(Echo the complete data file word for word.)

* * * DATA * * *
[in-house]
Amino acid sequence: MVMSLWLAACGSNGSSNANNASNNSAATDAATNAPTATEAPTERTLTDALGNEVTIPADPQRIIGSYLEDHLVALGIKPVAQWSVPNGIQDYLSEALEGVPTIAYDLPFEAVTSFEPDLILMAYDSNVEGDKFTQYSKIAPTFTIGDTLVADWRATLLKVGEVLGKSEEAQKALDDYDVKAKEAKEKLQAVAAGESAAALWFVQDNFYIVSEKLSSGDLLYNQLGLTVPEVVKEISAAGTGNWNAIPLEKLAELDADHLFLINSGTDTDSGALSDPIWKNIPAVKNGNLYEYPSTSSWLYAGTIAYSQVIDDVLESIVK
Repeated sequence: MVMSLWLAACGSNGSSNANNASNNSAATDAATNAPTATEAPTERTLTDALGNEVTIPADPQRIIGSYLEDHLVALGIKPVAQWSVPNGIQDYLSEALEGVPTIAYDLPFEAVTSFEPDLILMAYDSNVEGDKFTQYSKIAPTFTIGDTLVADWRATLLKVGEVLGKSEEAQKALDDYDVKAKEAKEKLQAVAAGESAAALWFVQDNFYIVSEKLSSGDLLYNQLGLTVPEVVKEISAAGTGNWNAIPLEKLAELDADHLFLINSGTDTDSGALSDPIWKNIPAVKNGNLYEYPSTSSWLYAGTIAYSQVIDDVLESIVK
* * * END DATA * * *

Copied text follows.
[in-house]
Amino acid sequence: MVMSLWLAACGSNGSSNANNASNNSAATDAATNAPTATEAPTERTLTDALGNEVTIPADPQRIIGSYLEDHLVALGIKPVAQWSVPNGIQDYLSEALEGVPTIAYDLPFEAVTSFEPDLILMAYDSNVEGDKFTQYSKIAPTFTIGDTLVADWRATLLKVGEVLGKSEEAQKALDDYDVKAKEAKEKLQAVAAGESAAALWFVQDNFYIVSEKLSSGDLLYNQLGLTVPEVVKEISAAGTGNWNAIPLEKLAELDADHLFLINSGTDTDSGALSDPIWKNIPAVKNGNLYEYPSTSSWLYAGTIAYSQVIDDVLESIVK
Repeated sequence: MVMSLWLAACGSNGSSNANNASNNSAATDAATNAPTATEAPTERTLTDALGNEVTIPADPQRIIGSYLEDHLVALGIKPVAQWSVPNGIQDYLSEALEGVPTIAYDLPFEAVTSFEPDLILMAYDSNVEGDKFTQYSKIAPTFTIGDTLVADWRATLLKVGEVLGKSEEAQKALDDYDVKAKEAKEKLQAVAAGESAAALWFVQDNFYIVSEKLSSGDLLYNQLGLTVPEVVKEISAAGTGNWNAIPLEKLAELDADHLFLINSGTDTDSGALSDPIWKNIPAVKNGNLYEYPSTSSWLYAGTIAYSQVIDDVLESIVK